Monday, July 23, 2012


This is maybe a little weird of me, but I couldn't wait to see the new Batman movie not because I was all that interested in the movie itself (I didn't like the first one, thought the second one was a bit of a wash, the bad Batman stuff essentially canceling out the good Joker stuff), at least not any more interested than I am in seeing any other movie in which Anne Hathaway appears, but because I really, really, really wanted to start reading reviews of the movie, but I figured I would end up writing one somewhere (and I did; I'll link to it tomorrow), and therefore I couldn't read any other reviews until I wrote my own, and I couldn't write my own until I saw the damn thing (I don't like to read reviews of things I'm gonna review, as I'm afraid of well-expressed and articulated opinions I agree with polluting my own reviews, and leading to some sort of inadvertent plagiarism).

Anyway, I saw it last night, and spent some time reading reviews today. I like this one the best, because Mr. Sean T. Collins spends so much time discussing the very best thing about the entire movie. I kinda wanna crack open a long box and sit around re-reading the "Knightfall" and other Bane stories, imagining all of his dialogue spoken in Tom Hardy's Bane voice.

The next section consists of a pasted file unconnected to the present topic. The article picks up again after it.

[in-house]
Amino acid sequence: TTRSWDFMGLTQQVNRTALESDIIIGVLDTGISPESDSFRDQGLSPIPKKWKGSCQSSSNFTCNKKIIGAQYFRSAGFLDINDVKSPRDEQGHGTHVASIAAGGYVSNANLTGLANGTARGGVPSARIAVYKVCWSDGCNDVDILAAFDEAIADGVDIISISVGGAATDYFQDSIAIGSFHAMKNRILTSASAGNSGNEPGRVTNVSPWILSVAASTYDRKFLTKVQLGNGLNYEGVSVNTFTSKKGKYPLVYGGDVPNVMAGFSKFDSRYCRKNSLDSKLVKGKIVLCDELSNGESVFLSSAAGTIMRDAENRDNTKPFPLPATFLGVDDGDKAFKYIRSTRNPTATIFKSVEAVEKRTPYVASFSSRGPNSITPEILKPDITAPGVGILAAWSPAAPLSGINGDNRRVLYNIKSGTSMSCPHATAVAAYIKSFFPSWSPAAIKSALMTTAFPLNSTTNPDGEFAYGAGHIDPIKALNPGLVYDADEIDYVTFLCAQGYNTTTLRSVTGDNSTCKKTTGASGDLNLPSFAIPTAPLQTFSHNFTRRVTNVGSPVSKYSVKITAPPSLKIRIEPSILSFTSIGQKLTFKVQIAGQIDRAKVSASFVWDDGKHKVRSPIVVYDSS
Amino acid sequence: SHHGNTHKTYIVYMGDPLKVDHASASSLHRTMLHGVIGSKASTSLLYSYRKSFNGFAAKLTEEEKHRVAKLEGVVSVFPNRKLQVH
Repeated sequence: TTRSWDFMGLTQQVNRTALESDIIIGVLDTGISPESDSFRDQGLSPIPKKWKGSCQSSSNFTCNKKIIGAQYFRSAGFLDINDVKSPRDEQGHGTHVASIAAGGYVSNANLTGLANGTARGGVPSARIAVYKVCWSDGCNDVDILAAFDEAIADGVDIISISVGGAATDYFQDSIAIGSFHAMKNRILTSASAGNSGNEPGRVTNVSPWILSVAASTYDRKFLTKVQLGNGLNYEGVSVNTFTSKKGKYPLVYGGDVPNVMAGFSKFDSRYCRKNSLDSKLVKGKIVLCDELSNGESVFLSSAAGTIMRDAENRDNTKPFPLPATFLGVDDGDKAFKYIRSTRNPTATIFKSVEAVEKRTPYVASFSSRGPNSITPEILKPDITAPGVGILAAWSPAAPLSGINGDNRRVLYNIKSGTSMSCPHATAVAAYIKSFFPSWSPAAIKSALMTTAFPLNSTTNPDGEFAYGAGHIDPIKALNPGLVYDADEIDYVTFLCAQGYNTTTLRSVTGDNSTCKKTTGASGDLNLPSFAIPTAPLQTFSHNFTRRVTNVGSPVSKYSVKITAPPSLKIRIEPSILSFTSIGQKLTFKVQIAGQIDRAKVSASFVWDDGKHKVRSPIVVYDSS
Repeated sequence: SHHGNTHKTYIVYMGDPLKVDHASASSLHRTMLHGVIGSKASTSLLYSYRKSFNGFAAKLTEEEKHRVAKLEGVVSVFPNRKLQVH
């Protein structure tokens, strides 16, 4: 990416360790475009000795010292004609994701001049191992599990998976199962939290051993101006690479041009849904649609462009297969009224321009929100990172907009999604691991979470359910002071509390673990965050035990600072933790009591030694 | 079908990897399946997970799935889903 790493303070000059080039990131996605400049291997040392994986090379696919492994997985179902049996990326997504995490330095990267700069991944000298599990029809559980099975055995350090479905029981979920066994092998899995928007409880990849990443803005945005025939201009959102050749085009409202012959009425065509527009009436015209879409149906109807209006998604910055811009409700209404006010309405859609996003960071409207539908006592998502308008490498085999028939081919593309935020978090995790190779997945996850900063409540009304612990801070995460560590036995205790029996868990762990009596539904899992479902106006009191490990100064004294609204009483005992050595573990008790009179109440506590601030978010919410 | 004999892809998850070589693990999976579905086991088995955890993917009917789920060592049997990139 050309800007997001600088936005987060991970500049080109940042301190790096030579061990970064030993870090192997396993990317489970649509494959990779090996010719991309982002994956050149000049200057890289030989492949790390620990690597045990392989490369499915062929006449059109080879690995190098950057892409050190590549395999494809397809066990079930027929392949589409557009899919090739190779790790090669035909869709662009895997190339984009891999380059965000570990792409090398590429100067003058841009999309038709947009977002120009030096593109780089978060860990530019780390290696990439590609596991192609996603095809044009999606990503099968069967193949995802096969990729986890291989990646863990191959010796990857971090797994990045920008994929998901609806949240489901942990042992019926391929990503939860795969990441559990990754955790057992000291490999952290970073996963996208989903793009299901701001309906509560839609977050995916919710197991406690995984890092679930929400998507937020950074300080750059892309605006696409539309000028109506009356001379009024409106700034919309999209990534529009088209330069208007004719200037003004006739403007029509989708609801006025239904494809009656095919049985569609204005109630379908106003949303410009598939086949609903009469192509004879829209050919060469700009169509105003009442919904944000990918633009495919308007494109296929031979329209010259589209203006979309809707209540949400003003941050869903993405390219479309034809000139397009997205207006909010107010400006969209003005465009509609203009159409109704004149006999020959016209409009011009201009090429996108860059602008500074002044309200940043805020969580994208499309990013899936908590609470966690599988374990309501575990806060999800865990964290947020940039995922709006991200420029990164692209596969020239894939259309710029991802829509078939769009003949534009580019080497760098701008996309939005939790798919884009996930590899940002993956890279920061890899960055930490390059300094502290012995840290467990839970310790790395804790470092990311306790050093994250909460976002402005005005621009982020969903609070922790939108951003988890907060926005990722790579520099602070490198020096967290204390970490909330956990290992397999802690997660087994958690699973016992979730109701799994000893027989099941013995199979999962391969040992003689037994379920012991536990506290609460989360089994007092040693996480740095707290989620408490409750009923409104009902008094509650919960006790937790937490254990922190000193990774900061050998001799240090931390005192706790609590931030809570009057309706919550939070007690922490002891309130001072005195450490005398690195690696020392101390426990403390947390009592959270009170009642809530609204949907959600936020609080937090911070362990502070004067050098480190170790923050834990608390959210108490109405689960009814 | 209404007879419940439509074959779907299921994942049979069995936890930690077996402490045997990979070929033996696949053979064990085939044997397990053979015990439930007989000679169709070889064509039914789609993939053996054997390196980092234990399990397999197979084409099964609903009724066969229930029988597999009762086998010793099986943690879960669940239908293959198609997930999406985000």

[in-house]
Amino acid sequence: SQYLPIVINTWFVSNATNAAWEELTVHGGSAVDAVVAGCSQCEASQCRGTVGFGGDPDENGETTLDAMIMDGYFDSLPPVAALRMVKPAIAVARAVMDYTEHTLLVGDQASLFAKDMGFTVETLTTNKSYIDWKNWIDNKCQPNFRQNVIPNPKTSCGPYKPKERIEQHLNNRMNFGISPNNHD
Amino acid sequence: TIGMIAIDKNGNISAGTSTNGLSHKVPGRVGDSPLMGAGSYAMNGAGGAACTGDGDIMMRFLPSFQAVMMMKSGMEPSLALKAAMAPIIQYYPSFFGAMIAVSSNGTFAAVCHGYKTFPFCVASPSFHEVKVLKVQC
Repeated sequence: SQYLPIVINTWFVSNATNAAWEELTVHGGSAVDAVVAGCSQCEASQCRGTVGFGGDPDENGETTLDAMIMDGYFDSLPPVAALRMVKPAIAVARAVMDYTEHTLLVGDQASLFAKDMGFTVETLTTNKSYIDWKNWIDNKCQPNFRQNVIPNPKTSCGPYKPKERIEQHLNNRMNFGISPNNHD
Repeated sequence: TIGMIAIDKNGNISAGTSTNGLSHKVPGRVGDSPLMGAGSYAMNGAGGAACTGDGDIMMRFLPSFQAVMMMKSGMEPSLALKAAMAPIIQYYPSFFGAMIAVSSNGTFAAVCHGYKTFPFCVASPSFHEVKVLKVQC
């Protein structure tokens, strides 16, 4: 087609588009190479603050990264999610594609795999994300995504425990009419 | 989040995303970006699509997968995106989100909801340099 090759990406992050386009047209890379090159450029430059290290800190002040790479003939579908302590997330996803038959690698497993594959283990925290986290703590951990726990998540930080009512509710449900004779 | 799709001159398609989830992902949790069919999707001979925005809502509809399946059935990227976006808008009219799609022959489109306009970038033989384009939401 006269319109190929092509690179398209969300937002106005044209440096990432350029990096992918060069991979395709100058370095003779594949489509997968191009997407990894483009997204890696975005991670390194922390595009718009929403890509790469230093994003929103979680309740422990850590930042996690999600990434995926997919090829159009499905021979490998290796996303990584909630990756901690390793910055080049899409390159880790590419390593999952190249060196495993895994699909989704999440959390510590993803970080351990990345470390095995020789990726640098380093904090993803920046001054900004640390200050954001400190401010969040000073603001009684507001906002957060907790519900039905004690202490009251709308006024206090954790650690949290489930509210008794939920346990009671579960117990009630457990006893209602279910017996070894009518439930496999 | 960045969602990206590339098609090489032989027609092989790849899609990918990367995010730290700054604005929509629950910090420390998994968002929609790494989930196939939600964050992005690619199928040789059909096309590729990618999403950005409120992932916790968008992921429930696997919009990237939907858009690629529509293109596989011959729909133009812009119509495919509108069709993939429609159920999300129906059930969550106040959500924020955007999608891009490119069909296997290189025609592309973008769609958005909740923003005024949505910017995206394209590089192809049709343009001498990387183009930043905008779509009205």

You know what's kind of weird? In a franchise where minor, one-off villains created to move a particular plot along, like Alan Grant and Norm Breyfogle's Mr. Zsasz, become the focus of dozens of stories so other creators can avoid creating their own characters to gift to DC's IP crops, isn't it kinda strange that Bane's henchmen Trog, Zombie and Bird disappeared after "Knightfall"...? I don't even remember if they were killed somehow, perhaps by Bane himself, or The Joker; I just remember they played prominent roles in "Knightfall" and then I don't remember ever hearing form them again.